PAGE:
Monday, April 30, 2007
ഇരുട്ടില് മുളക്കുന്ന വിത്ത്.
എന്റെ ഹ്യദയത്തിനു നോവുകെട്ടി,
വരിഞ്ഞു മുറുകുന്ന പ്രസവവേദന.
പൊള്ളുന്ന ഉരുകുന്ന വേദന.
ഇടരുന്ന കാലടികള്ക്കും ഇടയില്...
എന്റെ ഹ്യദയത്തിനു പ്രസവവേദന.
Friday, April 27, 2007
Thursday, April 26, 2007
പതിനാറാം രാവായി ഉദിച്ചതും ഞാനായിരുന്നു. ഒരു രാവില് ഭാര്യയും, മറ്റൊരു രാവില് വേശ്യയും, പിന്നൊരു രാവില് തലാഖിന്റെ സഖിയുമായി കെട്ടടങ്ങിയ ഇളം ചന്ദ്രികയും ഞാനായിരുന്നു. എന്റെ തീരാതെ പോയ ചന്ദ്രഗ്രഹണവും...
ഇതും പ്രേമമായിരുന്നു, അറിയാതെ പോയ നിന്നോടും, പറയാതെ പോയ അവനോടും, തൊടാതെ പോയ വിരലിനോടും. എന്റെ വീഴാതെ പോയ കണ്ണീരിനോടും...
ഇന്നെന്റെ മുഖം കറുപ്പിക്കുന്നു.
ഇന്നലെ ഉടുത്ത പട്ടുപാവാട,
ഇന്നെന്റെ തുടയിലെ ചോരയൊപ്പുന്നു.
ഇന്നലെ കിലുക്കിയ വളയും ചിരിയും,
ഇന്നെന്റെ കൂടെ പൊട്ടിച്ചിതറുന്നു.
ഇന്നലെ പിടിച്ച കരങ്ങള്,
ഇന്നെന്റെ മുലകളെ പിഴിയുന്നു.
ഇന്നലെ പറിച്ച പൂക്കള്,
ഇന്നെന്റെ നാണം മറക്കുന്നു.
Wednesday, April 25, 2007
പ്രണയം ഹ്യദയാഘാത ഗുളിക പോലെയാണ്,
നാക്കിനടിയില് ഒളിച്ച് വെക്കുമ്പോള് മധുരം.
വേദനകള് അലിഞ്ഞു ഇല്ലാതെയാകുമ്പോള്,
കയ്പ്പിന്റെ ഓര്മ്മകള് മാത്രം ബാക്കിയും.
Tuesday, April 24, 2007
Thursday, April 19, 2007
When I was in the third standard,my career plans were very clear. I wanted to be the next God. All I had to do was wait for the present God to kick the bucket and then I'd very smoothly take over the career. And mom said, the only criterion I had to fulfill was be good; which involved not screaming, no lying, no stealing, studying hard, eating everything on your plate, no climbing walls and trees, no bashing up cousins and neighbours, no digging your nose, no throwing stones at the neighbour's dog... I did try, though it was heart wrenching and thought-sweating at times. I was shattered beyond repair when finally I learned that God never dies. He was supposed to be in that chair for ever and ever :(. My first career destroyed for ever and ever.
When I was in the fourth standard, I decided that I'd be the Games teacher. The ulterior motive behind which was the joy of playing all day long and getting paid for jumping hoops. Days in classes sped by with the rosy tinted dreams of me in my flowered shorts and pigtails jumping hoops, stretching before running races and walking the rope... :) :) :). Then..one day i started noticing that the Games teachers actually wore sarees and didn't seem to be doing much of a jumping and skipping around. Another shattered dream.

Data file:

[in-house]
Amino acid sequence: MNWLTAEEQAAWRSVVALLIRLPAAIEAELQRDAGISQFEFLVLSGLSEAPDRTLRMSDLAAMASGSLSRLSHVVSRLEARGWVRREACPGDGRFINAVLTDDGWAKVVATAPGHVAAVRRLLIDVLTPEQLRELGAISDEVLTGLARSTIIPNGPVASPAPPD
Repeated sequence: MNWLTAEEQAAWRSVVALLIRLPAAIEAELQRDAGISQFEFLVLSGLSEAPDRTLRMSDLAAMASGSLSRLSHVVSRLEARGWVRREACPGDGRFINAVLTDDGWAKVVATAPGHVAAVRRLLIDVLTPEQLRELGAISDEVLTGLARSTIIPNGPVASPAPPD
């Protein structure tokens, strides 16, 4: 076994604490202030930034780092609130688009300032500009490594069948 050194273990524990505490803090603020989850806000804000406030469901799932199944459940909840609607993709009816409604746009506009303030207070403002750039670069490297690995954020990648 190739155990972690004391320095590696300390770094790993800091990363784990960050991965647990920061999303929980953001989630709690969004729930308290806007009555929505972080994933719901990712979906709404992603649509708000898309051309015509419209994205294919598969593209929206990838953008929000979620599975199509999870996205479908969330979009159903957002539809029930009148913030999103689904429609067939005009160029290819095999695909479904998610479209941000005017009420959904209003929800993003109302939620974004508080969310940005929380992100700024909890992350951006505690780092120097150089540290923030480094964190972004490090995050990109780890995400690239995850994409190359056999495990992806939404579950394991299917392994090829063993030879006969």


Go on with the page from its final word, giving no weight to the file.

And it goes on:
I wasn't the pretty, chubby cheeked darlings in school who got to be the class leader and the angel in Christmas plays. I was usually the tree, the fisherman or the shepherd with my very normal face covered in leaves, itchy beard or a scarf. That must have made me want to be an actor somewhere. No, not the pretty doe-eyed actresses, but maybe those art filmy ones who required no beauty. Well..sadly that ended when they made me stand as the fisherman in "Sr. Veronica- The History of her Indian adventure" for our Annual Day. I stood on the stage for one entire hour with an itchy stinky fake moustache, a lungi that kept falling off, a huge basket i couldn't hold onto and a whiny nun behind the stage prompting me for some dialogue. i refused to say the dialogue and that ended my career on stage for ever and ever.
The next year, I took a break from wanting to be anyone. I decided I was the culmination of all creations and people ought to be working towards being me. Aaaahhh relaxed finally. But this peaceful life shattered too when I heard of creatures called journalists.
Man!!! Was i excited?!! You bet! The dream of being a journalist sustained me for more than five years. I finally met my destiny. I was so so destined to be a journalist. What with my nosy nature, sideway glances and totally alien looks instilled all the confidence I needed to be one, in me. I took up to writing and reading with a never before vigour. Afterall my life and my destiny depended on my use of words. Finally, I had settled on a career of my own.